Ottoman Turks It Was Osman Essay

Excerpt from Essay :

They needed to find a way to maintain peace and stability among the dozens of different peoples, of different races, religions, tribes, languages, and customs. The Ottomans accomplished this primarily by allowing each group of people a certain amount of respect. There was a "live and let live" policy directed toward the varying peoples of the empire. "This live and let live policy was in striking contrast to the fanatical bigotry of Christian states at the time." (Goldschmidt, p. 126) What seemed to matter more to the Ottomans was a people's ability to contribute to the peace and prosperity of the empire as a whole, rather than some religious or ethnic restrictions.

The Ottoman Empire began in the 1300's and lasted more than 600 years, until the end of the First World War. This was an empire where a small number of Turkish elites ruled over millions of people of varying races, religions, cultures, etc., complete homogeneity. However, the Ottoman Turks tolerated different groups and their different ways, as long as they contributed to the peace and prosperity of the empire. They even recruited a number of Christian children for a special unit of their military called the Janissaries. The Turks also maintained a well organized, supplied, trained, and disciplined military force that was the best in its day. By utilizing the variations of the make up of the empire to their advantage, the Ottomans were able to build and maintain a stable empire for over six centuries.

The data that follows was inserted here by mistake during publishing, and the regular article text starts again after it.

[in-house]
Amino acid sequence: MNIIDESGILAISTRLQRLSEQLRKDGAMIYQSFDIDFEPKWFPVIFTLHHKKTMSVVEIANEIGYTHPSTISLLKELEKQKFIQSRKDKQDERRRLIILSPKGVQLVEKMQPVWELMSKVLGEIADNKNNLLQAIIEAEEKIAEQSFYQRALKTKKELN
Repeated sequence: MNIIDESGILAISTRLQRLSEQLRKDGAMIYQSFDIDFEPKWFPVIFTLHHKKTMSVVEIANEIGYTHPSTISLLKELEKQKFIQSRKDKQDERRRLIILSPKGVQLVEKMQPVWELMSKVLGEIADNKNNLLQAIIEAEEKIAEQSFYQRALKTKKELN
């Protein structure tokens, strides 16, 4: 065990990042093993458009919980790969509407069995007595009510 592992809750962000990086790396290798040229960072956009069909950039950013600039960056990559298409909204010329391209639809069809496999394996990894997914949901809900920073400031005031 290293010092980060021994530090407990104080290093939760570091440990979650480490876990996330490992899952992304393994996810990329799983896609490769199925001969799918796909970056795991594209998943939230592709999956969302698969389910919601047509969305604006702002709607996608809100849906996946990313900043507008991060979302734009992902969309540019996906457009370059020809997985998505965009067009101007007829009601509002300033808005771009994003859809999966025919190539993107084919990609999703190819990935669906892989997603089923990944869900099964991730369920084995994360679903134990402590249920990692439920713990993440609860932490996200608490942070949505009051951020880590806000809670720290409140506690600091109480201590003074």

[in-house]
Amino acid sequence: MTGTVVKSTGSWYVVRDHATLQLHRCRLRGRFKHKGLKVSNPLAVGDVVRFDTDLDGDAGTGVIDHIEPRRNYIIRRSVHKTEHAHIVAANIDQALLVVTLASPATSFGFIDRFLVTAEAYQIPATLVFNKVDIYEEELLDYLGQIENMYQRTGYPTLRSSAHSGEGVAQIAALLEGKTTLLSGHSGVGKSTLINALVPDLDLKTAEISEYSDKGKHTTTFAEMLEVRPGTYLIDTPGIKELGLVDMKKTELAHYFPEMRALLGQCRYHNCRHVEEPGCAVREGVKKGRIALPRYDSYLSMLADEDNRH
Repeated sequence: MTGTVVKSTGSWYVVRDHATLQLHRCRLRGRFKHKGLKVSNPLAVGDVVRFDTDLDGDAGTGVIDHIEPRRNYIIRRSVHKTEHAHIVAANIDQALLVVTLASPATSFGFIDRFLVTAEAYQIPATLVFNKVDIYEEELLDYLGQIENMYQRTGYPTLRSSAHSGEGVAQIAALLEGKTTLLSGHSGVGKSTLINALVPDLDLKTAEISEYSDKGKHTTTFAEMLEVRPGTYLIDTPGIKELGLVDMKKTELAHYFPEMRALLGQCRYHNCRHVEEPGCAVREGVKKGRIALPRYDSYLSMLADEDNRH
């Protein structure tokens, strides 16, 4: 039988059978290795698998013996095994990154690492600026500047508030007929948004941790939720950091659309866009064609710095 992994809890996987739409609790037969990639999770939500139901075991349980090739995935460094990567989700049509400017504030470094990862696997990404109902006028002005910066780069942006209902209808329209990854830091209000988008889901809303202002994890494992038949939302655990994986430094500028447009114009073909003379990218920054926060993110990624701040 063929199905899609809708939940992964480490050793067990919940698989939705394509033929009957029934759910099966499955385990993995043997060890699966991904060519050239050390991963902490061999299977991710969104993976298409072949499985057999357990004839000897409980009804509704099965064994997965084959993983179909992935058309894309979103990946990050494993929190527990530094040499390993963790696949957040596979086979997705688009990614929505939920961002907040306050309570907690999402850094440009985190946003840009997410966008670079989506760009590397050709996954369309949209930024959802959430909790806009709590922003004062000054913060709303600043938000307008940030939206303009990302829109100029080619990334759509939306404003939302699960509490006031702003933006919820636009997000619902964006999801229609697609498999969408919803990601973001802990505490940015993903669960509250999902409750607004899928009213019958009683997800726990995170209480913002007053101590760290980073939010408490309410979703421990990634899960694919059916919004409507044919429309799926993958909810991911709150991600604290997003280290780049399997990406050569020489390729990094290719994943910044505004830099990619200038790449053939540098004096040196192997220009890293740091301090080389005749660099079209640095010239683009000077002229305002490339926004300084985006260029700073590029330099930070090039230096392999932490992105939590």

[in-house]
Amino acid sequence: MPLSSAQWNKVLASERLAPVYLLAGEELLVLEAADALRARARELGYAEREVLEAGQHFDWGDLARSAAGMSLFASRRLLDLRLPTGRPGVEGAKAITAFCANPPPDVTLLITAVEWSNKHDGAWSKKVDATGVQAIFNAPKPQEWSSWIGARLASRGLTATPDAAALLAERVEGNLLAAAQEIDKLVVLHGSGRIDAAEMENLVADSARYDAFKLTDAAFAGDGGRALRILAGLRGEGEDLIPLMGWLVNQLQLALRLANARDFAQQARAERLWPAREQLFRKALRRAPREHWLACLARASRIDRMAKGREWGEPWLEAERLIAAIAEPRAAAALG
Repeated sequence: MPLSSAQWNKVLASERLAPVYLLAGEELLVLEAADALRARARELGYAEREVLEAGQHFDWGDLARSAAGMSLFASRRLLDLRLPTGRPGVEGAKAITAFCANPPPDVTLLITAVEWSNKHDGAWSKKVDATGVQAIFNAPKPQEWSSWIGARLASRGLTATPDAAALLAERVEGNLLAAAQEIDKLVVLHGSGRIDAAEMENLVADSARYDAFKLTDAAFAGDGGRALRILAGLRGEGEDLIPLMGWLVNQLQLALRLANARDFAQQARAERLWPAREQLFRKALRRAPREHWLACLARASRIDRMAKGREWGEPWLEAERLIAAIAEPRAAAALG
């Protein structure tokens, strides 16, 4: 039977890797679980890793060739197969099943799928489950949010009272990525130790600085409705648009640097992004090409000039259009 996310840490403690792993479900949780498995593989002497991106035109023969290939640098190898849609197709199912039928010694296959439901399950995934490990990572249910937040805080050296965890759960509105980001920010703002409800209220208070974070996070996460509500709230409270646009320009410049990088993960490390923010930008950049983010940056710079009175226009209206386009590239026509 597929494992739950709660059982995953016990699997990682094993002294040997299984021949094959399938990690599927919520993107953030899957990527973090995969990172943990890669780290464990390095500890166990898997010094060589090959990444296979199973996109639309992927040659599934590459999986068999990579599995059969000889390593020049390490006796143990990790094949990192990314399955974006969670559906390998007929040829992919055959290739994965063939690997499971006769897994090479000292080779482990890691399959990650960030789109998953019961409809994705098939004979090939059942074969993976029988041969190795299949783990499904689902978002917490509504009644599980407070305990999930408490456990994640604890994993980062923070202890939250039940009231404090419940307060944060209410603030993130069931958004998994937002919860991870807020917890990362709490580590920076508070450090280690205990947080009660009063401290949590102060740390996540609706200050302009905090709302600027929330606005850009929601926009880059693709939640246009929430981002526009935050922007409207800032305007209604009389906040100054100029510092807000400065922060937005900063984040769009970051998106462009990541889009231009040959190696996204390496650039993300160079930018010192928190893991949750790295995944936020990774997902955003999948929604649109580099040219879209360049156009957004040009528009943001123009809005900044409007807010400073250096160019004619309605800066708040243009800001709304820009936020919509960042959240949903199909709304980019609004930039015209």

References

Burbank, Jane and Frederick Cooper. (2010). Empires in World History: Power and the Politics of Difference. New Jersey: Princeton UP. Print.

Goldschmidt, Arthur. (1996). A Concise History of the Middle East. Colorado: Westview

Press, Harper Collins. Print.

Pamuk, Sevket. (2004, Autumn) "Institutional Change and the Longevity of the Ottoman

Empire, 1500-1800. The Journal of Interdisciplinary History 25(2). Retrieved

http://www.ata.boun.edu.tr/faculty/sevket%20pamuk/publications/pamuk,%20sevket_institutional%20change%20and%20the%20longevity%20of%20the%20ottoman%20empire.pdf

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